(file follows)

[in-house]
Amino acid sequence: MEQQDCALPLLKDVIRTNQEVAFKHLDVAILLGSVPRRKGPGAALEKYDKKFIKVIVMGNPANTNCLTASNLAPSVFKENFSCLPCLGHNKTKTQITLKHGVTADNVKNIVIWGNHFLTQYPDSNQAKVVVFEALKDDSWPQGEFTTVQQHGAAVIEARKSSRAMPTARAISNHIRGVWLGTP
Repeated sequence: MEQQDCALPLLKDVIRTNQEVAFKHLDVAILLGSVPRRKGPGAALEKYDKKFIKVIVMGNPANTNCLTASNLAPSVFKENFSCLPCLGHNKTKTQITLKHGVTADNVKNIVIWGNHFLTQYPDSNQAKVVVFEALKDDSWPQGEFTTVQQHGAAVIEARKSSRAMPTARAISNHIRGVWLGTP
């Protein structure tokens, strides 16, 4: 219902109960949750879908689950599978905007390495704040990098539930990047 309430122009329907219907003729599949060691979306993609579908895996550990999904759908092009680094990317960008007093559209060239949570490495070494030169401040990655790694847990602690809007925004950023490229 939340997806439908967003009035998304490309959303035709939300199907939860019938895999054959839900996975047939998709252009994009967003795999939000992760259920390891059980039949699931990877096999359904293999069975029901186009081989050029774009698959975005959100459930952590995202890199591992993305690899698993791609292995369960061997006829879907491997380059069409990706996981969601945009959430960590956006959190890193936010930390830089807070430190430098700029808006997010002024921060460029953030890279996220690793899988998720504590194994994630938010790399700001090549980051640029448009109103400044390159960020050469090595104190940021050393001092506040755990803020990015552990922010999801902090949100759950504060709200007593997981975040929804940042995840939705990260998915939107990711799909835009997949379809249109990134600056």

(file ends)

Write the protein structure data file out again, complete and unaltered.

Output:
[in-house]
Amino acid sequence: MEQQDCALPLLKDVIRTNQEVAFKHLDVAILLGSVPRRKGPGAALEKYDKKFIKVIVMGNPANTNCLTASNLAPSVFKENFSCLPCLGHNKTKTQITLKHGVTADNVKNIVIWGNHFLTQYPDSNQAKVVVFEALKDDSWPQGEFTTVQQHGAAVIEARKSSRAMPTARAISNHIRGVWLGTP
Repeated sequence: MEQQDCALPLLKDVIRTNQEVAFKHLDVAILLGSVPRRKGPGAALEKYDKKFIKVIVMGNPANTNCLTASNLAPSVFKENFSCLPCLGHNKTKTQITLKHGVTADNVKNIVIWGNHFLTQYPDSNQAKVVVFEALKDDSWPQGEFTTVQQHGAAVIEARKSSRAMPTARAISNHIRGVWLGTP
């Protein structure tokens, strides 16, 4: 219902109960949750879908689950599978905007390495704040990098539930990047 309430122009329907219907003729599949060691979306993609579908895996550990999904759908092009680094990317960008007093559209060239949570490495070494030169401040990655790694847990602690809007925004950023490229 939340997806439908967003009035998304490309959303035709939300199907939860019938895999054959839900996975047939998709252009994009967003795999939000992760259920390891059980039949699931990877096999359904293999069975029901186009081989050029774009698959975005959100459930952590995202890199591992993305690899698993791609292995369960061997006829879907491997380059069409990706996981969601945009959430960590956006959190890193936010930390830089807070430190430098700029808006997010002024921060460029953030890279996220690793899988998720504590194994994630938010790399700001090549980051640029448009109103400044390159960020050469090595104190940021050393001092506040755990803020990015552990922010999801902090949100759950504060709200007593997981975040929804940042995840939705990260998915939107990711799909835009997949379809249109990134600056």